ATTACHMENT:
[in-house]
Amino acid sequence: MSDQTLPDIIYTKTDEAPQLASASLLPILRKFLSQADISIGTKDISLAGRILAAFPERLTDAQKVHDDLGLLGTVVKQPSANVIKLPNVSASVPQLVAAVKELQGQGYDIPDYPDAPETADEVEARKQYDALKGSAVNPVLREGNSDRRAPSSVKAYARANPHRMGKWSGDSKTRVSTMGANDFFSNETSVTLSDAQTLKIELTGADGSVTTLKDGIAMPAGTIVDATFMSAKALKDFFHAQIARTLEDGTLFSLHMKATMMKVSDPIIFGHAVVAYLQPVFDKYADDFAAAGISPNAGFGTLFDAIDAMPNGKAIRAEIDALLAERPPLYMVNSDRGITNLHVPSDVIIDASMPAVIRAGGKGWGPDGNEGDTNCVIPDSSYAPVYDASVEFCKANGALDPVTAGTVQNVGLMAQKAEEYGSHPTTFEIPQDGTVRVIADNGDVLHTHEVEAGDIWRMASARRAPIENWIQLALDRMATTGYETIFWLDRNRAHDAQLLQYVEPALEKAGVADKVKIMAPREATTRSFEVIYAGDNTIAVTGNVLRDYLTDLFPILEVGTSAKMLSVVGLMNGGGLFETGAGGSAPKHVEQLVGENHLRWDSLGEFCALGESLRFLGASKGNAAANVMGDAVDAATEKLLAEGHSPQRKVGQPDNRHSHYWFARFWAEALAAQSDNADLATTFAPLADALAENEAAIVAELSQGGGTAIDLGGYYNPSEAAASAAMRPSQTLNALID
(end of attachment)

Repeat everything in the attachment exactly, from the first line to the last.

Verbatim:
[in-house]
Amino acid sequence: MSDQTLPDIIYTKTDEAPQLASASLLPILRKFLSQADISIGTKDISLAGRILAAFPERLTDAQKVHDDLGLLGTVVKQPSANVIKLPNVSASVPQLVAAVKELQGQGYDIPDYPDAPETADEVEARKQYDALKGSAVNPVLREGNSDRRAPSSVKAYARANPHRMGKWSGDSKTRVSTMGANDFFSNETSVTLSDAQTLKIELTGADGSVTTLKDGIAMPAGTIVDATFMSAKALKDFFHAQIARTLEDGTLFSLHMKATMMKVSDPIIFGHAVVAYLQPVFDKYADDFAAAGISPNAGFGTLFDAIDAMPNGKAIRAEIDALLAERPPLYMVNSDRGITNLHVPSDVIIDASMPAVIRAGGKGWGPDGNEGDTNCVIPDSSYAPVYDASVEFCKANGALDPVTAGTVQNVGLMAQKAEEYGSHPTTFEIPQDGTVRVIADNGDVLHTHEVEAGDIWRMASARRAPIENWIQLALDRMATTGYETIFWLDRNRAHDAQLLQYVEPALEKAGVADKVKIMAPREATTRSFEVIYAGDNTIAVTGNVLRDYLTDLFPILEVGTSAKMLSVVGLMNGGGLFETGAGGSAPKHVEQLVGENHLRWDSLGEFCALGESLRFLGASKGNAAANVMGDAVDAATEKLLAEGHSPQRKVGQPDNRHSHYWFARFWAEALAAQSDNADLATTFAPLADALAENEAAIVAELSQGGGTAIDLGGYYNPSEAAASAAMRPSQTLNALID